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Multimodal Pain Regimens Reduce Opioids After Total Joint Replacement

Current literature on postoperative pain has shown that multimodal pain treatment options can be an alternative to opioids after total joint replacement surgery. These regimens can provide comparable analgesia, without the well-known consequences of opioid reliance (J Arthroplasty 2017;32[9S]:S69- S73; Best Pract Res Clin Anaesthesiol 2019;33[1]:111-123).

Over the past several years, orthopedic surgeons, pain management physicians, and nurses at Englewood Health have diligently worked together to reduce opioid reliance following total joint arthroplasty.

As an example, the orthopedic surgeon will place a long-acting numbing agent, usually bupivacaine, into the surgical site toward the end of surgery. The anesthesiology team will also typically inject one or two nerve blocks before and after surgery that last from 24 to 72 hours, which relieve postsurgical pain without decreasing mobility of the muscle or joint.

“Such a strategy has been found to have better patient outcomes,” said Vinnidhy Dave, DO, director of palliative medicine for the Englewood Health Physician Network. “When patients require more opioids during surgery, they tend to have more side effects, such as constipation, nausea, and higher risk for falls. The recovery process also takes longer.”

Vinnidhy Dave, DO

“We know that when patients have expectations set and are given more information, there is definitely a significant decrease in anxiety after the surgery, in part because they know how much pain to expect. We really want to improve patient satisfaction and outcomes.”

Vinnidhy Dave, DO, director of palliative medicine

Multimodal pain regimens increase the number of nonopioids prescribed in an attempt to reduce pain while minimizing the need for opioids. After surgery, patients are given acetaminophen 24 hours a day.

“There is significant literature showing that when patients take acetaminophen around the clock after joint replacement, the requirement for opioids decreases [JAMA 2019;321[6]:562-571],” Dr. Dave said.

Patients may also be prescribed a nonsteroidal anti-inflammatory drug, such as celecoxib, and the nerve pain agent gabapentin to further reduce pain (BMJ Open 2020;10[1]:e030501; Pain Med 2020;21[1]:161-170).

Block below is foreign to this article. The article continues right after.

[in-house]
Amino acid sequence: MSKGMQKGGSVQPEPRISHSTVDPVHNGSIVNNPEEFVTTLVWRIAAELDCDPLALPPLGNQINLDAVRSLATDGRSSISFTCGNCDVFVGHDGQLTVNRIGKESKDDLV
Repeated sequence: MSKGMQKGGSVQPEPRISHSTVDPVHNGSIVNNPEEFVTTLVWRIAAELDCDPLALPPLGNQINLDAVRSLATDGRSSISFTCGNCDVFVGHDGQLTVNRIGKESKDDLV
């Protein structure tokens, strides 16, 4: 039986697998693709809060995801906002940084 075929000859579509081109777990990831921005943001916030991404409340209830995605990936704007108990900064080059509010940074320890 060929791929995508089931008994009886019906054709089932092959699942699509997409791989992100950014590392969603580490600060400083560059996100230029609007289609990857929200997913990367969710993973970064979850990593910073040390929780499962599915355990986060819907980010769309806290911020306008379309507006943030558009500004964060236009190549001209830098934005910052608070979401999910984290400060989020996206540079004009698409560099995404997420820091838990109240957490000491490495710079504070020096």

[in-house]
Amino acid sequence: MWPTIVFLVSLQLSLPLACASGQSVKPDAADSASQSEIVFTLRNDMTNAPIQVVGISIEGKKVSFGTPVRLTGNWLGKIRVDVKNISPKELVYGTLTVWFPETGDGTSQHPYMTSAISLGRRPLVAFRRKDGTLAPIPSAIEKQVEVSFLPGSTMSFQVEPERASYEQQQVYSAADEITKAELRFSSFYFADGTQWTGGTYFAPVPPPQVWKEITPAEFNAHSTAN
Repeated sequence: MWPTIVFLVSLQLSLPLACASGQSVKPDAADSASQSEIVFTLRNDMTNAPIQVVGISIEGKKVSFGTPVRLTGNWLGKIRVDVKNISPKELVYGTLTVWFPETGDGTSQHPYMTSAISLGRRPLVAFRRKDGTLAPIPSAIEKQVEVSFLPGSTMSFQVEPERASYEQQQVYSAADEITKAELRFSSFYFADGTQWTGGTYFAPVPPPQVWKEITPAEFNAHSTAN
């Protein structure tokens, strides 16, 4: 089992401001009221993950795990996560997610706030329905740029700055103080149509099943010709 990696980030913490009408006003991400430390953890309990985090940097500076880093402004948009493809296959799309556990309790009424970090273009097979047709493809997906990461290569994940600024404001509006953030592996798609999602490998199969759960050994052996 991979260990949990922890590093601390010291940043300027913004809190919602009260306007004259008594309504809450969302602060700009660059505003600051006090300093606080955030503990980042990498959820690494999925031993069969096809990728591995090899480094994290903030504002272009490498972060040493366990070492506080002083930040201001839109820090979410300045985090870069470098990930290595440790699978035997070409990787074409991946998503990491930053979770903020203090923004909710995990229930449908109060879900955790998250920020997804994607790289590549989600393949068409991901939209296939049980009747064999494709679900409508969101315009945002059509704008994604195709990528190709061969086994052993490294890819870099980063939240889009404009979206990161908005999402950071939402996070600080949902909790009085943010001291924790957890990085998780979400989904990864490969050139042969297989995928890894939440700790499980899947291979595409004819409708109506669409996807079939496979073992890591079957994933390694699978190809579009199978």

Starting physical therapy and increasing activity as soon as possible result in less pain overall (Physiotherapy 2018;104[1]:25-35). “Our physical therapists become involved very early to get patients up and moving,” Dr. Dave said. However, if pain persists, a low-dose opioid will be prescribed.

Over the past year, Englewood Health has stopped dispensing long-acting opioids for total joint arthroplasty, without a change in patient outcomes. “This has resulted in at least a 30% to 40% reduction in opioid usage,” Dr. Dave explained.

“It used to be that after surgery, patients would be given a full month’s supply of opioids, but research recently has shown that if you send patients home with less opioids, they usually do not ask for refills.”

For the past six months, Englewood orthopedists have been giving patients a five-day supply of opioids to take home with them, plus a reduction of daily tablets from between six and eight to between four and six. “We are trying to reach that balance of patients having enough pain medication at home without needing to call frequently for extra medication,” Dr. Dave said.

Prior to surgery, patients also enroll in a roughly one-hour educational seminar at the hospital called Joint University, where they learn about joint replacement surgery and recovery. The seminar, which is conducted by a pain nurse and a surgical nurse, reviews what to expect from the procedure, including postoperative pain management. Most patients welcome the use of multiple analgesic agents and physical therapy to try to minimize abusable narcotics.

“The class is to relieve anxiety and answer questions,” Dr. Dave said. “We know that when patients have expectations set and are given more information, there is definitely a significant decrease in anxiety after the surgery, in part because they know how much pain to expect. We really want to improve patient satisfaction and outcomes.”

Posted on January 5, 2021

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